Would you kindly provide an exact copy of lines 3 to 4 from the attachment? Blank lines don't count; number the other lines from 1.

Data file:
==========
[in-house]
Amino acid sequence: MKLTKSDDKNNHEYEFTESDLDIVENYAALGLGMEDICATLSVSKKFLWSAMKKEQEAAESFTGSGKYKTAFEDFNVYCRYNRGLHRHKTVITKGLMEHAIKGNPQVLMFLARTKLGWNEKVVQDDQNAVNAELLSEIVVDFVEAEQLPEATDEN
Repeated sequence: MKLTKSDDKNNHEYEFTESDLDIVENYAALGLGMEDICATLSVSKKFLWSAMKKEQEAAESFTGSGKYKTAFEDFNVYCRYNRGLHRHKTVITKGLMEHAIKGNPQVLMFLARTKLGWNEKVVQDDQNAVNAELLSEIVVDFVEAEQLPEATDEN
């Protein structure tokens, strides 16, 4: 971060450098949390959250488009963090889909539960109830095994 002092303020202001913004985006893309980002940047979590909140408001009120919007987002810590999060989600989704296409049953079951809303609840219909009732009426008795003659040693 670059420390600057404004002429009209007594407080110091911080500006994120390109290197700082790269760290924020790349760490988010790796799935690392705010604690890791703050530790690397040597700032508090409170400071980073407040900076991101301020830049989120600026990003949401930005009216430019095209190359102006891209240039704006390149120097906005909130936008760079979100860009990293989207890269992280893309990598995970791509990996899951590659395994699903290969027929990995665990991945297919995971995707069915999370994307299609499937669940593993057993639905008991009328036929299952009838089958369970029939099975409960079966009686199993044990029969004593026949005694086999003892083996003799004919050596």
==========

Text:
Repeated sequence: MKLTKSDDKNNHEYEFTESDLDIVENYAALGLGMEDICATLSVSKKFLWSAMKKEQEAAESFTGSGKYKTAFEDFNVYCRYNRGLHRHKTVITKGLMEHAIKGNPQVLMFLARTKLGWNEKVVQDDQNAVNAELLSEIVVDFVEAEQLPEATDEN
């Protein structure tokens, strides 16, 4: 971060450098949390959250488009963090889909539960109830095994 002092303020202001913004985006893309980002940047979590909140408001009120919007987002810590999060989600989704296409049953079951809303609840219909009732009426008795003659040693 670059420390600057404004002429009209007594407080110091911080500006994120390109290197700082790269760290924020790349760490988010790796799935690392705010604690890791703050530790690397040597700032508090409170400071980073407040900076991101301020830049989120600026990003949401930005009216430019095209190359102006891209240039704006390149120097906005909130936008760079979100860009990293989207890269992280893309990598995970791509990996899951590659395994699903290969027929990995665990991945297919995971995707069915999370994307299609499937669940593993057993639905008991009328036929299952009838089958369970029939099975409960079966009686199993044990029969004593026949005694086999003892083996003799004919050596």